So if you pump water through the radiator too fast, it doesn't cool down as much, and then you start to counter your heat removal capacity gain from increased volumetric flow with the decrease that comes from using hotter water. Heat transfer relies on temperature differential after-all. So it's more complicated than saying "the more water you can push the better", because as with most things, there are trade offs.
Some cars do fine with no thermostat, because the radiator is over-sized and the increase in flow rate doesn't really lead to a coolant temp increase that hinders things. Some cars cannot run without a thermostat because it breaks the balance of the system and leads to a thermal runaway. There is no magic one line answer that solves all setups.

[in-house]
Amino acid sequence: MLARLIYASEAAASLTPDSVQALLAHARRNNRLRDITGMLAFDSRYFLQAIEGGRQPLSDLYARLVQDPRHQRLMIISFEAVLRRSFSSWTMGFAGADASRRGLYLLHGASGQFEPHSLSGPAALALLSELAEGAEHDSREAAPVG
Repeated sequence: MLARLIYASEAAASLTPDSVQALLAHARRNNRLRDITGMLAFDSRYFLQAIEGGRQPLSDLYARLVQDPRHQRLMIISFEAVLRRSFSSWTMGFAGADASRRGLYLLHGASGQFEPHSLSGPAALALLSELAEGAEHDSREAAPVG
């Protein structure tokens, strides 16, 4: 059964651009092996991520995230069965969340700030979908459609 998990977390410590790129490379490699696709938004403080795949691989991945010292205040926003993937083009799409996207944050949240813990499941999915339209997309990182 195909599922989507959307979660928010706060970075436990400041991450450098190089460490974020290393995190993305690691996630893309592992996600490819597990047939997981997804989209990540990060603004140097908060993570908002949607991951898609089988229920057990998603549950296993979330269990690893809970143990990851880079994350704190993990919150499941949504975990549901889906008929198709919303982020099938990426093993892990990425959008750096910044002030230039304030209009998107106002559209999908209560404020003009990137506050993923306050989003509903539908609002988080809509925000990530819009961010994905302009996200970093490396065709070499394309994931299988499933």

Former cooling system engineer here.
Remember that it is a system. You pump the water through the radiator faster, it doesn't cool off as much in the radiator, but it also doesn't heat up as much going through the engine. The net difference is that the coolant runs cooler, all things being equal. Q=m * Cp * delta T
Problem is, things aren't equal. The main problem is pressure. Without a thermostat, the pressure in the upper hose and radiator are increased. This can exceed their design pressure and leading to failures.
Increasing the flow rate may lead to hot spots in the engine and radiator, also causing unexpected failures.
Best practice is to keep a functioning thermostat. Will let the engine warm up quickly and maintain its temp.